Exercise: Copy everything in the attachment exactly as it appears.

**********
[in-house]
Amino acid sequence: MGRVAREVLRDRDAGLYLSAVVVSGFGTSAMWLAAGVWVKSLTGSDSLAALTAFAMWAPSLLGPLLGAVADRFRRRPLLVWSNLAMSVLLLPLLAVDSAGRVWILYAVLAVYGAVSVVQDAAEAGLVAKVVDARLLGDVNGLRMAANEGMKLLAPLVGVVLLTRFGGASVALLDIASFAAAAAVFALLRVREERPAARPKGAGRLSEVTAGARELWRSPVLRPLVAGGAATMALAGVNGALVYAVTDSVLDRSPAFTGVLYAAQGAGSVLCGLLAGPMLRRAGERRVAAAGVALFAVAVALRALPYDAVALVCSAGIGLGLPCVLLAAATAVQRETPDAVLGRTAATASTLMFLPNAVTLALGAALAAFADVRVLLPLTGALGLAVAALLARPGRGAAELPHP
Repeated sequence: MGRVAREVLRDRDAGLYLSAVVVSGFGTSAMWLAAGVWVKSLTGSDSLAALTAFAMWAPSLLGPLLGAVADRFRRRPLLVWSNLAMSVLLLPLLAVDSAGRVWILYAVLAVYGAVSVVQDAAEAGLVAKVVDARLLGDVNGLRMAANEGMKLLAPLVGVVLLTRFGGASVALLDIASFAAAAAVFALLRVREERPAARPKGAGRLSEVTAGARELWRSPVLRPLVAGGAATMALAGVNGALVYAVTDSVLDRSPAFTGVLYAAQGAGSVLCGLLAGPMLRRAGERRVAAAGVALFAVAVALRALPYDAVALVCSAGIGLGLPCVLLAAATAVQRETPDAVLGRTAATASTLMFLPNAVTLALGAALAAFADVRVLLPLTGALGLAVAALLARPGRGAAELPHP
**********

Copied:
[in-house]
Amino acid sequence: MGRVAREVLRDRDAGLYLSAVVVSGFGTSAMWLAAGVWVKSLTGSDSLAALTAFAMWAPSLLGPLLGAVADRFRRRPLLVWSNLAMSVLLLPLLAVDSAGRVWILYAVLAVYGAVSVVQDAAEAGLVAKVVDARLLGDVNGLRMAANEGMKLLAPLVGVVLLTRFGGASVALLDIASFAAAAAVFALLRVREERPAARPKGAGRLSEVTAGARELWRSPVLRPLVAGGAATMALAGVNGALVYAVTDSVLDRSPAFTGVLYAAQGAGSVLCGLLAGPMLRRAGERRVAAAGVALFAVAVALRALPYDAVALVCSAGIGLGLPCVLLAAATAVQRETPDAVLGRTAATASTLMFLPNAVTLALGAALAAFADVRVLLPLTGALGLAVAALLARPGRGAAELPHP
Repeated sequence: MGRVAREVLRDRDAGLYLSAVVVSGFGTSAMWLAAGVWVKSLTGSDSLAALTAFAMWAPSLLGPLLGAVADRFRRRPLLVWSNLAMSVLLLPLLAVDSAGRVWILYAVLAVYGAVSVVQDAAEAGLVAKVVDARLLGDVNGLRMAANEGMKLLAPLVGVVLLTRFGGASVALLDIASFAAAAAVFALLRVREERPAARPKGAGRLSEVTAGARELWRSPVLRPLVAGGAATMALAGVNGALVYAVTDSVLDRSPAFTGVLYAAQGAGSVLCGLLAGPMLRRAGERRVAAAGVALFAVAVALRALPYDAVALVCSAGIGLGLPCVLLAAATAVQRETPDAVLGRTAATASTLMFLPNAVTLALGAALAAFADVRVLLPLTGALGLAVAALLARPGRGAAELPHP